Welcome to a special wildlife gardening edition in the 10 minute gardener series. This time I’m looking at quick gardening jobs you can fit into a busy schedule that will help your local wildlife during winter.
Winter is a tough season for garden wildlife; the cold weather demands high-energy food, but natural food sources are hard to find. Because we don’t spend as much time outdoors in winter, it’s easy to forget that our local wildlife is still out there, but hunger actually drives more wildlife into our gardens in search of food. Here are some ideas for quick wildlife gardening tasks that will really give local species a helping hand.
Feed wild birds
It’s hard to spot garden birds at leafier times of the year, but in winter we get a really good view of them as they pay our gardens a visit. Encourage them with hanging feeders or a bird table; position these where you can see them from the house and out of the reach of cats. This is a lovely job to get children involved with; you could encourage them to make a diary of the varieties that visit, or get crafty making your own fat cakes.
Provide a water source
You may not think water is scarce for local wildlife at this time of year, but natural sources of water can easily freeze in winter. If you have a bird bath, keep it topped up and check regularly that it isn’t frozen. If you don’t have a bird bath it’s really easy to make your own with a simple shallow dish of water.
Install a bug hotel
A bug hotel is a great way to provide shelter for overwintering insects such as ladybirds and lacewings. You can buy a bug hotel or have a go at making your own, it can be as simple as filling a small piece of drainpipe with lengths of garden cane – or you can really go to town!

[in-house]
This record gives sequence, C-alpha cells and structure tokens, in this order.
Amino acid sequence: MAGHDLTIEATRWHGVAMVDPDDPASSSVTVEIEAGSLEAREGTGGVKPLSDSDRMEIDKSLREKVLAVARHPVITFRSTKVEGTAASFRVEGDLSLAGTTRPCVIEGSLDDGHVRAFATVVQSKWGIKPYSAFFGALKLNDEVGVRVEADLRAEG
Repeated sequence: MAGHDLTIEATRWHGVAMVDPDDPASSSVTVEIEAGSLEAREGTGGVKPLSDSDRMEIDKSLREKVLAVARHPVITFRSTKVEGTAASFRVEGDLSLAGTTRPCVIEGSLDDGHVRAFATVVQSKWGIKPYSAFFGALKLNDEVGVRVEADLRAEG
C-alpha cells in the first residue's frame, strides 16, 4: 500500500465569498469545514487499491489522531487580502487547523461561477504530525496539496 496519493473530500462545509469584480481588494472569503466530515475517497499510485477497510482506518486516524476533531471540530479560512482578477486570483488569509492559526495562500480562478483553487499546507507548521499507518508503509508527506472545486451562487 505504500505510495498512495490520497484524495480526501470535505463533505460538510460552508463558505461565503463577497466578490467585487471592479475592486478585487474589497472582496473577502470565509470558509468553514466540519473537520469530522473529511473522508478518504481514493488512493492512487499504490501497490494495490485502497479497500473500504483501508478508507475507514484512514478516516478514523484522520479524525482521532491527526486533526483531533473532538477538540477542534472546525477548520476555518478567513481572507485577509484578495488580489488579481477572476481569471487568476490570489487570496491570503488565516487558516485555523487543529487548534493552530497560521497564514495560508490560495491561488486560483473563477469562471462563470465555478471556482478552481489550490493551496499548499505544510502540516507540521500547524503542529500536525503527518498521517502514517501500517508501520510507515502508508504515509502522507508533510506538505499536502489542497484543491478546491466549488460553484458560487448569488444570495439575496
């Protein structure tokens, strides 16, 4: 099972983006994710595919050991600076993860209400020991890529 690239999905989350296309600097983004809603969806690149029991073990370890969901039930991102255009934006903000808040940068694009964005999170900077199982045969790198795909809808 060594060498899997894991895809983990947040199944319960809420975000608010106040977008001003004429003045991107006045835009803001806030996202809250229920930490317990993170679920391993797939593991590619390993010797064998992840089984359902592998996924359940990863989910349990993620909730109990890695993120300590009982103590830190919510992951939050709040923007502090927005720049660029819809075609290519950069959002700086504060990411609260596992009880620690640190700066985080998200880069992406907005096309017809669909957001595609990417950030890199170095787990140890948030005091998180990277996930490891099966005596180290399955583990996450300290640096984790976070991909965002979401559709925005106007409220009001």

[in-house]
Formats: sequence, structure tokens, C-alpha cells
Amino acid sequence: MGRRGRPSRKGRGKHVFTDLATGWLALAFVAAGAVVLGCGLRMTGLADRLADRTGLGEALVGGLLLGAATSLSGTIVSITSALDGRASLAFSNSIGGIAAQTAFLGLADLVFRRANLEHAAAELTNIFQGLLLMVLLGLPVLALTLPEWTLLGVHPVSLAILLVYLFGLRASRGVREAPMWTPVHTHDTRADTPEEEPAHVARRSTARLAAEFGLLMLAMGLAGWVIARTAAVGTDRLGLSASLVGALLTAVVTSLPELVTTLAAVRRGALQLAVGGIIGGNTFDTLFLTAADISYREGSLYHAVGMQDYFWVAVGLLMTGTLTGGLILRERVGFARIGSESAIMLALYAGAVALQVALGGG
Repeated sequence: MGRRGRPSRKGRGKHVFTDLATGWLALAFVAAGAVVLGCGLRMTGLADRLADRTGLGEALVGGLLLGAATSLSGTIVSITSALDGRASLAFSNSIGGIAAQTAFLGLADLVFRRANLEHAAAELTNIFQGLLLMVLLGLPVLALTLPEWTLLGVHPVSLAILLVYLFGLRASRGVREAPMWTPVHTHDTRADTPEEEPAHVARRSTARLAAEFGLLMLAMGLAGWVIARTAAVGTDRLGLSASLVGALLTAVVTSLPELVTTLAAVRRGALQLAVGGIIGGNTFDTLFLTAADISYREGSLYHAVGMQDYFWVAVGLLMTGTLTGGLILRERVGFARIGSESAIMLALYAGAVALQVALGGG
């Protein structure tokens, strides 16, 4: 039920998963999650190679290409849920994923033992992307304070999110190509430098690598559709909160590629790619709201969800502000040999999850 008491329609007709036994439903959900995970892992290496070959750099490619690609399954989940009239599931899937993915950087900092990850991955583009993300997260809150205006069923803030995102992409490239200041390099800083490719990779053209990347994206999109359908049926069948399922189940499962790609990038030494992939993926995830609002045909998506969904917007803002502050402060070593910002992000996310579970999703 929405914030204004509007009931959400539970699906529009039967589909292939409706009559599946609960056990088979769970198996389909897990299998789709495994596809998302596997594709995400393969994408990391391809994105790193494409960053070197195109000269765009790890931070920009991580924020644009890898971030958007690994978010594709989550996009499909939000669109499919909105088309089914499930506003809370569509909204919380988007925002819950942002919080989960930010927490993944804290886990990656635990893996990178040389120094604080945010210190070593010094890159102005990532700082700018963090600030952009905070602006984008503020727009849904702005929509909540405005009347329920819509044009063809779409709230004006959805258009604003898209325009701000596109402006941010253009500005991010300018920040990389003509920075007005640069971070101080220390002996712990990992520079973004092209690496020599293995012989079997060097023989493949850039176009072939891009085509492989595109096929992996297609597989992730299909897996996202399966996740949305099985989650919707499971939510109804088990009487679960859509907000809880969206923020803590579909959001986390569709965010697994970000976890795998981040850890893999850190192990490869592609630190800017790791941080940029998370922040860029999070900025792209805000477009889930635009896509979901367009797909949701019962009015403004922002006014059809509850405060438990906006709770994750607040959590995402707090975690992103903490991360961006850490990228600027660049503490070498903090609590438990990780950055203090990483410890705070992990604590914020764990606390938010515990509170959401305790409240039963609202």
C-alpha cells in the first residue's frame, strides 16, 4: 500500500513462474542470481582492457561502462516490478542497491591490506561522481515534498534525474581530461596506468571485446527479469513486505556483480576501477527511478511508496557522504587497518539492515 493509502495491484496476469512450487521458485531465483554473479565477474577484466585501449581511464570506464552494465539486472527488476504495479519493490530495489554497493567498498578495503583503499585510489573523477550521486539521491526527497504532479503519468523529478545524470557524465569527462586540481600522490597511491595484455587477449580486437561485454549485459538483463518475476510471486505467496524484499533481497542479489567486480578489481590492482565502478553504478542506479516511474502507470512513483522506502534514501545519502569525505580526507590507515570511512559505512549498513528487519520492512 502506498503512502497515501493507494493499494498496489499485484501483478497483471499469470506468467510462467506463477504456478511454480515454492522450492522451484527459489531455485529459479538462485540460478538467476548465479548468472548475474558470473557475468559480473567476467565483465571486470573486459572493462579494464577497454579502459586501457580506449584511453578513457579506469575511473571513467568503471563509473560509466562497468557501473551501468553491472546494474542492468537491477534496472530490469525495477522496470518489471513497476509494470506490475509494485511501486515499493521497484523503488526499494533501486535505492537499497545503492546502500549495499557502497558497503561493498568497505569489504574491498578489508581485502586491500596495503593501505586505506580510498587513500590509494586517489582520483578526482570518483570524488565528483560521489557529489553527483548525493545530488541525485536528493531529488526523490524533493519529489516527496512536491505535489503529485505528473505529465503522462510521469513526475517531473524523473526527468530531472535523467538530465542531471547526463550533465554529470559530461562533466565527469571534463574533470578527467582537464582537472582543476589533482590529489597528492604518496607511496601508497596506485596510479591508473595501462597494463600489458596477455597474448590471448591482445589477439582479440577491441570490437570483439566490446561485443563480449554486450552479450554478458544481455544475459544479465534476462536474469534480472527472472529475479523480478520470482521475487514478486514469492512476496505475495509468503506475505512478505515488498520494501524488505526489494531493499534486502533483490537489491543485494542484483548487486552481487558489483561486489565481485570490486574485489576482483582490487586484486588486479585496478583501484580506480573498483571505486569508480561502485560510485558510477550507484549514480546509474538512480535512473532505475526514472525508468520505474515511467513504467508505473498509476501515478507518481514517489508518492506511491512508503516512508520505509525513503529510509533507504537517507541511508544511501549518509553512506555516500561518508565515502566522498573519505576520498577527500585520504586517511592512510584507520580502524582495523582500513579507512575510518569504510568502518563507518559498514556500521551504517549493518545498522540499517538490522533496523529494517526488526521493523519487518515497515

Make a leaf pile
You’d be surprised how much protection a pile of leaves can give to small mammals and ground-feeding birds, it’s also a great place for hibernating. It doesn’t need to be big; a small pile in a quiet corner of the garden is great. And if you already have a leaf pile or a compost heap, try not to disturb it too much, as there may well be some wildlife already in residence.
Don’t tidy up borders
A garden job that involves no time at all but still benefits wildlife – sounds good, doesn’t it? Leaving a border intact rather than cutting down dead plants provides seedheads for birds to feed on, and fallen stems for small mammals, frogs, toads and insects to shelter in. Seedheads also look magical on a frosty winter morning, so there’s an added bonus for us too.
Taking a few minutes to garden for wildlife in winter is beneficial on so many levels. You’ll be helping native species to thrive and, in some cases, survive; your garden will be healthier as a result; and it’s a fantastic way to get the kids involved and interested in the great outdoors on their doorstep when the weather isn’t very inviting. Will you be tackling any of my 10 minute wildlife gardening jobs this winter?